Four days a week, kids from four age groups (U-13 through U-19) come for coaching, plucked from open trials and recommendations. Senior cricketers come in to iron out kinks whenever time permits. What they pick up here is nothing if not unique, for Latif's take on coaching is, well, a take. Obviously it isn't bookish; instead it is simply drawn from what he always knew, what he has learnt, what he has seen, those he has worked with. Daryl Foster and Richard Pybus are in it, as well as Latif's annual bash with Lashings. "That helps my coaching a lot. I get to meet the world's best players and develop my own methods from that. I take in ideas from Australia, England, New Zealand and West Indies, and you don't see those things or that approach here."

Not for him is coaching in the nets, and he prefers batsmen to practice without a ball. "It is the start, working on their movements, working backwards in a way, until you finally come to enacting that with a ball in nets." He doesn't believe he should be coaching youngsters at all, which, logically and alarmingly, defeats the point of his own academy. "I am 40 and I look at things from that angle. We should get a kid two years older ready and get him to work on the 15-year-olds. Kids teach kids quicker. If I teach U-15s something, I have to tell them 10 times and sometimes they are still not picking up. So it's better if guys closer to their age do it."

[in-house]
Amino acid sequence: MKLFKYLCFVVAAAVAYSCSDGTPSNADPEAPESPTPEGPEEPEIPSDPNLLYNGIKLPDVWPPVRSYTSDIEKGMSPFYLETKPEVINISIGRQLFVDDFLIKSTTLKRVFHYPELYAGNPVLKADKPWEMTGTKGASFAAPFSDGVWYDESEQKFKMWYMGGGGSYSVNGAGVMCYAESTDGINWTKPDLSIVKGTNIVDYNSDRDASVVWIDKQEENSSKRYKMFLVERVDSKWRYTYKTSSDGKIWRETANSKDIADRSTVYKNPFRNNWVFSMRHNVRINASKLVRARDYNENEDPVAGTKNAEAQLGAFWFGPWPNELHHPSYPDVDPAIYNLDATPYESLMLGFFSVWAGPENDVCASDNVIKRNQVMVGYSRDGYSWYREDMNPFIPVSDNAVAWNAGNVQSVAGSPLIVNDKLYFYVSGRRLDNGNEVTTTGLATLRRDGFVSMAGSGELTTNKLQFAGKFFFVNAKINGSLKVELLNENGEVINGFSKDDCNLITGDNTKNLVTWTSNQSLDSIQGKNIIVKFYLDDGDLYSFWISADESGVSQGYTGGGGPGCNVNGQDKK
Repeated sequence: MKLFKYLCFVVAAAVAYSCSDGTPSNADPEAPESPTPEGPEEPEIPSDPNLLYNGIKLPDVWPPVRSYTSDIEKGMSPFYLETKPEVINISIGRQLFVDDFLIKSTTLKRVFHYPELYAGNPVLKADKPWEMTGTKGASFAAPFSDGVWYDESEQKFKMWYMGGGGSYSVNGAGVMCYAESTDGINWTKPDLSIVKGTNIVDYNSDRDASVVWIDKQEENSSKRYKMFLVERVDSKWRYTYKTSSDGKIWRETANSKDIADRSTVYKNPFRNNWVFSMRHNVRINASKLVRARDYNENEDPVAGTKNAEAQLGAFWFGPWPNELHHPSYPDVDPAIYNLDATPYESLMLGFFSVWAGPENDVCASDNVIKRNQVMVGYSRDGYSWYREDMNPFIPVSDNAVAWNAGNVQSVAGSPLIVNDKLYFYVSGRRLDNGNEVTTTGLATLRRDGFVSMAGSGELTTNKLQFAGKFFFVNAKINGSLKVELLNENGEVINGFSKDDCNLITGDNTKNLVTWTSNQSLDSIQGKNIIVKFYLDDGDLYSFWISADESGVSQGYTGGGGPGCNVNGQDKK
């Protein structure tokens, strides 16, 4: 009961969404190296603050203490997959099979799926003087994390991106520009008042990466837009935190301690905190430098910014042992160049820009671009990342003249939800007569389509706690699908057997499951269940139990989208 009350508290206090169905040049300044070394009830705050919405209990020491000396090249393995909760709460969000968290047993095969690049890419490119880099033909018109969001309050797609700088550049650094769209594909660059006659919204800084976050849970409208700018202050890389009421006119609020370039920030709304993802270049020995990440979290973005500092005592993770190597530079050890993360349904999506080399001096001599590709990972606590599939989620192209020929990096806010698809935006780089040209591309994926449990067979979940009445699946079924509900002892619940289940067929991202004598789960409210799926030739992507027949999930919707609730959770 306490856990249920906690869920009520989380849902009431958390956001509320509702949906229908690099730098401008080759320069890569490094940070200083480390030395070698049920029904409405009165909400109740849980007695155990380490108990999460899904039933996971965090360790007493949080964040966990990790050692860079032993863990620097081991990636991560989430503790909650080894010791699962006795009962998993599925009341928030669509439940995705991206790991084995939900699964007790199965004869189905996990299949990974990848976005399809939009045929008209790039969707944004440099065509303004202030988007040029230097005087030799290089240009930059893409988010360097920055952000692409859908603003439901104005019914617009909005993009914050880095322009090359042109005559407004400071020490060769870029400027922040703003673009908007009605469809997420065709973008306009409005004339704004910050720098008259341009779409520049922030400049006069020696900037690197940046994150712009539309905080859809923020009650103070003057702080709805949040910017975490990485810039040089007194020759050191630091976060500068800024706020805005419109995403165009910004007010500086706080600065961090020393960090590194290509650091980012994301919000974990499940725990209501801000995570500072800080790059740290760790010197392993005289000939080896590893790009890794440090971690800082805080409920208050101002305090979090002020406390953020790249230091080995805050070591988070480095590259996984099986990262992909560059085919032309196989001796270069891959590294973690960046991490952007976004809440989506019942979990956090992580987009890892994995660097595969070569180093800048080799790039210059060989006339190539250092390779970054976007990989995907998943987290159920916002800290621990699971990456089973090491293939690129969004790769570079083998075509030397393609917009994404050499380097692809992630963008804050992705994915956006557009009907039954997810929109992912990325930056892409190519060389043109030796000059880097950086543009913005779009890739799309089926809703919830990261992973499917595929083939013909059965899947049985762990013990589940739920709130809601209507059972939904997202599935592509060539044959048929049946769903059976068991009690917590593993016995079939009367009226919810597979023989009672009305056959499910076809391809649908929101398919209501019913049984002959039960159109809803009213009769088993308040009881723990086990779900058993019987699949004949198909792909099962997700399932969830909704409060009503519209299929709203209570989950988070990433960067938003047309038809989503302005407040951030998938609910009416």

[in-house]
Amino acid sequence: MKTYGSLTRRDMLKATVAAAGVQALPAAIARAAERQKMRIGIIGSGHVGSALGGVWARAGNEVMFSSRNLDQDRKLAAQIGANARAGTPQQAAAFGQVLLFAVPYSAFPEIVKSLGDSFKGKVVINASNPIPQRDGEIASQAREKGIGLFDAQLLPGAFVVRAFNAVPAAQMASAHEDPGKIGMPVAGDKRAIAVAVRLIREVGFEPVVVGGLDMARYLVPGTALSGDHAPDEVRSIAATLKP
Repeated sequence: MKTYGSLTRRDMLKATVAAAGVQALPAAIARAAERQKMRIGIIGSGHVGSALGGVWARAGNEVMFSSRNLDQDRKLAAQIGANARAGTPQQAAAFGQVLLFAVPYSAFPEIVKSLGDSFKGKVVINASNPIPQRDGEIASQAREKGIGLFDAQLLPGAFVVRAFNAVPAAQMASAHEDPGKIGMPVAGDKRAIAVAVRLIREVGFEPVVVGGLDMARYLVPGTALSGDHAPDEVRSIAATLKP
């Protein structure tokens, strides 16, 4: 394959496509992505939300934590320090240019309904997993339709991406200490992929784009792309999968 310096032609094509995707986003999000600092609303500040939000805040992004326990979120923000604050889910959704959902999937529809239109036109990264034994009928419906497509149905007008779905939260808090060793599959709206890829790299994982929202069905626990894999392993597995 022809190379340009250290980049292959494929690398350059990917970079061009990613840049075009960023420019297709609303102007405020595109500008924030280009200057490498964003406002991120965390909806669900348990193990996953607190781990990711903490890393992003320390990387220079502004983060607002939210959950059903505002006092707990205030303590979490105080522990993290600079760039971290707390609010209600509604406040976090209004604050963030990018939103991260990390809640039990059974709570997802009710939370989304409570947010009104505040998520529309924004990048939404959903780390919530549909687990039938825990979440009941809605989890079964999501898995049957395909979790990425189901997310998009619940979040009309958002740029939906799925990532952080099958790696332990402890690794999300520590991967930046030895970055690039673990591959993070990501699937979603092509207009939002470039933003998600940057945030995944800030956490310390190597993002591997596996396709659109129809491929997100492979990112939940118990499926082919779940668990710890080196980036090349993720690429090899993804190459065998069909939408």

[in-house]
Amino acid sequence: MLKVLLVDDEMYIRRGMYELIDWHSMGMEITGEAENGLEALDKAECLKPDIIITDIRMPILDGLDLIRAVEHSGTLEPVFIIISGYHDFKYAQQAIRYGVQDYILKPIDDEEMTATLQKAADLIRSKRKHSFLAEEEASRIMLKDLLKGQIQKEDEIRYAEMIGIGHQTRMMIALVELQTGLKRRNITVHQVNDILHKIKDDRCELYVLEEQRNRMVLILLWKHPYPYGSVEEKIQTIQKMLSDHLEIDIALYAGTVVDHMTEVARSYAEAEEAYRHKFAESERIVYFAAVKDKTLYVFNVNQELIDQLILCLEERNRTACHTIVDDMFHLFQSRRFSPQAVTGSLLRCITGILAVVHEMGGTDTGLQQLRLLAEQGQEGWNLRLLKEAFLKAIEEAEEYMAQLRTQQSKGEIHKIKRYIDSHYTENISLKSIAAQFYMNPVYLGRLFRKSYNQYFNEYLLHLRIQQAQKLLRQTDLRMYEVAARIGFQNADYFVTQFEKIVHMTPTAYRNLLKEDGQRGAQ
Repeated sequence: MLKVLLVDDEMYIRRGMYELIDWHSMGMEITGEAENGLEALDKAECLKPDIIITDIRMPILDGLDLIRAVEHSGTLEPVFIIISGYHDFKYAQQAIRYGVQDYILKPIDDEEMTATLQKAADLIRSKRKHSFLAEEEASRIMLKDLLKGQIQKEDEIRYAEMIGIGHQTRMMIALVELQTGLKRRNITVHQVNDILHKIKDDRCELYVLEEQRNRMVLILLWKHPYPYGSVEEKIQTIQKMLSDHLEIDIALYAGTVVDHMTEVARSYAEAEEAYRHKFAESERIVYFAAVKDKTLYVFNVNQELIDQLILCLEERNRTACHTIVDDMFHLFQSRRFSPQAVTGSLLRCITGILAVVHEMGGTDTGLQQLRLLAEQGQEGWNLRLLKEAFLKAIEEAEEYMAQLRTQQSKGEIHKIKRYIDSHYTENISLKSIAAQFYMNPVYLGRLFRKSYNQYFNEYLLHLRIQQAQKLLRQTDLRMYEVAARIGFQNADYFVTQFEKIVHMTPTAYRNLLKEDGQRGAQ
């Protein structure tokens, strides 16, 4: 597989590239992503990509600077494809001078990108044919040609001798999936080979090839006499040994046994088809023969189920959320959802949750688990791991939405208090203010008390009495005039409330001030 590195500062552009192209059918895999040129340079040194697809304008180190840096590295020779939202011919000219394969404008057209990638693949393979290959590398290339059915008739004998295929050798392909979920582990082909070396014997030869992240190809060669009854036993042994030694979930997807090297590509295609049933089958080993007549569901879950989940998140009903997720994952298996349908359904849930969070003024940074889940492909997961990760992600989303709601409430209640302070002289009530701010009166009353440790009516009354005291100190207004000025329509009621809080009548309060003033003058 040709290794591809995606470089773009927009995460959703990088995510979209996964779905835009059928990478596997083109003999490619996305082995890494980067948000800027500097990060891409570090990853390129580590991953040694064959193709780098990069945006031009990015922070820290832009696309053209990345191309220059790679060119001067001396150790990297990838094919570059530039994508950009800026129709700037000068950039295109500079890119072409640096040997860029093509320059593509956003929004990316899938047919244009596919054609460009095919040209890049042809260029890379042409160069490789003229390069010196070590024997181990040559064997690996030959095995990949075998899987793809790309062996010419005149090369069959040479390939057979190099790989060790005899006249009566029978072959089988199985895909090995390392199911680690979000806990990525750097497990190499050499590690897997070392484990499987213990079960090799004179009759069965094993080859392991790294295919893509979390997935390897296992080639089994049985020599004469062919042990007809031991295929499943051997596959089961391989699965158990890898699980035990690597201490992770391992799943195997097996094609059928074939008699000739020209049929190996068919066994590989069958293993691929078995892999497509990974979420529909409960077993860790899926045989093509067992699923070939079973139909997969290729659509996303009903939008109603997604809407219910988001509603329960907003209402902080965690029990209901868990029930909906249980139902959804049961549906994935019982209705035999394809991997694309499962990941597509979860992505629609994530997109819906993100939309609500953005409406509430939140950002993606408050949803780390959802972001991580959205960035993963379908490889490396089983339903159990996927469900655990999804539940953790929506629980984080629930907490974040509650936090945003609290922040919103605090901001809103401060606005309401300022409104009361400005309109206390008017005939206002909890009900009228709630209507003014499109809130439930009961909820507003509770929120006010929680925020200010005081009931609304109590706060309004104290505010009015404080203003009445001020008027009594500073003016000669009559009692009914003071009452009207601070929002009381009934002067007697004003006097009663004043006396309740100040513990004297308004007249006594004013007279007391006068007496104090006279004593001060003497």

The RLCA will not, Latif insists, produce national cricketers; that isn't the purpose of an academy. It may be true, but you don't expect to hear it from the head of a privately owned academy. But it will provide a way - a way not just about high elbows and good wrist positions. Asim Kamal, Khalid Latif, Khurram Manzoor, Younis Khan, Fawad Alam, Danish Kaneria, Sohail Khan: these men represent an ethos.